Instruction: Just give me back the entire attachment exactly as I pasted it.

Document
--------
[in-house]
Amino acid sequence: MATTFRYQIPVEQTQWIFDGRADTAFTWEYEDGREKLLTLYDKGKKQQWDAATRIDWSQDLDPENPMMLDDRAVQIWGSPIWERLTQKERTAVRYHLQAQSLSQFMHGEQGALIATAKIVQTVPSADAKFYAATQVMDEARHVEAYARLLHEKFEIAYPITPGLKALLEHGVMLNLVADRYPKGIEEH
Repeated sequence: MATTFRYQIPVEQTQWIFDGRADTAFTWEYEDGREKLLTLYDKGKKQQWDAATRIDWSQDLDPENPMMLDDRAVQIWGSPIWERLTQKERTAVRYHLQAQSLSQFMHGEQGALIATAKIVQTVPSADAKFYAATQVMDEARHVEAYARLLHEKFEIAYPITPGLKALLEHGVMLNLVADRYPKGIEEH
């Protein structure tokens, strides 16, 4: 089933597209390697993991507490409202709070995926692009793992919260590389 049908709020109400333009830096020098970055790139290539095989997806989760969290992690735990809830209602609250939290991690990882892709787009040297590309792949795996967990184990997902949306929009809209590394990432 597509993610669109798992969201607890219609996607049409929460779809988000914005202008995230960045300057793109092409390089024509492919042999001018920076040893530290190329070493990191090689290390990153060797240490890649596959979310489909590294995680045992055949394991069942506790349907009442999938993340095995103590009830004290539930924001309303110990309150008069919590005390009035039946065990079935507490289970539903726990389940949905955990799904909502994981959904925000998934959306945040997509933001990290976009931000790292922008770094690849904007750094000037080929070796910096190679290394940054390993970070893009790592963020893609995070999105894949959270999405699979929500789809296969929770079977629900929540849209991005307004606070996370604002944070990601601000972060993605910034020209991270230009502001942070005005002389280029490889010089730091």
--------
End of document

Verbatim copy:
[in-house]
Amino acid sequence: MATTFRYQIPVEQTQWIFDGRADTAFTWEYEDGREKLLTLYDKGKKQQWDAATRIDWSQDLDPENPMMLDDRAVQIWGSPIWERLTQKERTAVRYHLQAQSLSQFMHGEQGALIATAKIVQTVPSADAKFYAATQVMDEARHVEAYARLLHEKFEIAYPITPGLKALLEHGVMLNLVADRYPKGIEEH
Repeated sequence: MATTFRYQIPVEQTQWIFDGRADTAFTWEYEDGREKLLTLYDKGKKQQWDAATRIDWSQDLDPENPMMLDDRAVQIWGSPIWERLTQKERTAVRYHLQAQSLSQFMHGEQGALIATAKIVQTVPSADAKFYAATQVMDEARHVEAYARLLHEKFEIAYPITPGLKALLEHGVMLNLVADRYPKGIEEH
């Protein structure tokens, strides 16, 4: 089933597209390697993991507490409202709070995926692009793992919260590389 049908709020109400333009830096020098970055790139290539095989997806989760969290992690735990809830209602609250939290991690990882892709787009040297590309792949795996967990184990997902949306929009809209590394990432 597509993610669109798992969201607890219609996607049409929460779809988000914005202008995230960045300057793109092409390089024509492919042999001018920076040893530290190329070493990191090689290390990153060797240490890649596959979310489909590294995680045992055949394991069942506790349907009442999938993340095995103590009830004290539930924001309303110990309150008069919590005390009035039946065990079935507490289970539903726990389940949905955990799904909502994981959904925000998934959306945040997509933001990290976009931000790292922008770094690849904007750094000037080929070796910096190679290394940054390993970070893009790592963020893609995070999105894949959270999405699979929500789809296969929770079977629900929540849209991005307004606070996370604002944070990601601000972060993605910034020209991270230009502001942070005005002389280029490889010089730091």